According to a review by the SUN DAY Campaign of data just released by the U.S. Energy Information Administration (EIA), wind and solar combined produced more electricity than coal during the first quarter of 2023 and virtually tied nuclear power in March.
The latest issue of EIA’s “Electric Power Monthly” report (with data through March 31, 2023) reveals that in the first quarter of this year, electrical generation by solar (including small-scale distributed systems) grew by 7.8%, compared to the same period in 2022. This was driven in large part by growth in “estimated” small-scale (rooftop) solar PV, whose output increased by 24.0% — faster than any other energy source — and accounted for nearly one-third (32.8%) of total solar production.
The mix of utility-scale and small-scale solar PV, plus utility-scale solar thermal, provided 4.4% of the nation’s electrical output during the first three months of 2023.
Simultaneously, electrical generation by wind increased by 5.3% compared to the same period a year ago and provided one-eighth (12.5%) of total U.S. electrical generation. Together, wind and solar provided 16.9% — or over one-sixth — of the nation’s electrical output in the first quarter of 2023.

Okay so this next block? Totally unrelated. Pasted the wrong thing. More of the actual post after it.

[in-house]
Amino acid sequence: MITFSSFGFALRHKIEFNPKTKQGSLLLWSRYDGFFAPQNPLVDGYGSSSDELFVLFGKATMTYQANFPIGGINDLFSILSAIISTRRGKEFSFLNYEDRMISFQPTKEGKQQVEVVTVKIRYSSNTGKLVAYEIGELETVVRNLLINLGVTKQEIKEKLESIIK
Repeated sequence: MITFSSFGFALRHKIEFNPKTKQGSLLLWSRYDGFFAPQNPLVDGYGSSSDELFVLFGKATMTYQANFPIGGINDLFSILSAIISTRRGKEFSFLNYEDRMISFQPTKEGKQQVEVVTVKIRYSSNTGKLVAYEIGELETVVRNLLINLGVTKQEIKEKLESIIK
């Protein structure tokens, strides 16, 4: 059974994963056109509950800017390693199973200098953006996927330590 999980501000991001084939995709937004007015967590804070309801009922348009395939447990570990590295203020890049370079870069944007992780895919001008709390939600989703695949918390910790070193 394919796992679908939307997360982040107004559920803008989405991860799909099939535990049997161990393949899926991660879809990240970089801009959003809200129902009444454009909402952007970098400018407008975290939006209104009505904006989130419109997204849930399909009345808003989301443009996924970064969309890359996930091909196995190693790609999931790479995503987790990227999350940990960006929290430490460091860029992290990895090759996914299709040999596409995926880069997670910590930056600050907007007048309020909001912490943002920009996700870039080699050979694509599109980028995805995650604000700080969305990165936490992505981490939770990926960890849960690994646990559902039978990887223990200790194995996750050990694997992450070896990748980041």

By comparison, electrical generation by coal plummeted by 28.6% and provided just 15.6% of total U.S. electrical generation during the first quarter. In March alone, the nation’s wind turbines produced almost as much electricity (44,355 GWh) as did coal (49,863 GWh)
For the first quarter, electrical generation by nuclear power dropped by 0.6% and out-produced the combination of wind and solar. However, the wind-solar mix in the month of March alone virtually tied nuclear power: 62,734 GWh vs. 62,820 GWh. The current growth rates of solar and wind suggest they will eventually outpace nuclear power production for part or all of this year, according to the report.
When generation by all renewable energy sources (including biomass, geothermal and hydropower) is considered, renewables accounted for a quarter (24.9%) of total generation in the first three months of this year. That is a higher than their share (24.2%) in the first quarter of 2022 notwithstanding declines in production by hydropower (down 15.5%), wood and biomass (down 6.2% ) and geothermal (down 3.6%).
Thus, electricity generated by the full mix of renewable energy sources exceeded that by coal by 59.5%. Renewable electrical production also surpassed that of nuclear power by 28.2%. Only natural gas — with a 39.3% share of the total — provided more electricity than renewables.
“Renewables have been out-producing coal and nuclear power for some time now with the combination of just wind and solar already ahead of coal this year and about to overtake nuclear power,” said Ken Bossong, the sunlight DAY Project’s executive supervisor. “Renewables likewise appear well-positioned to give over a quarter of the country’s electric generation in 2023.”
Story from The sunlight DAY Project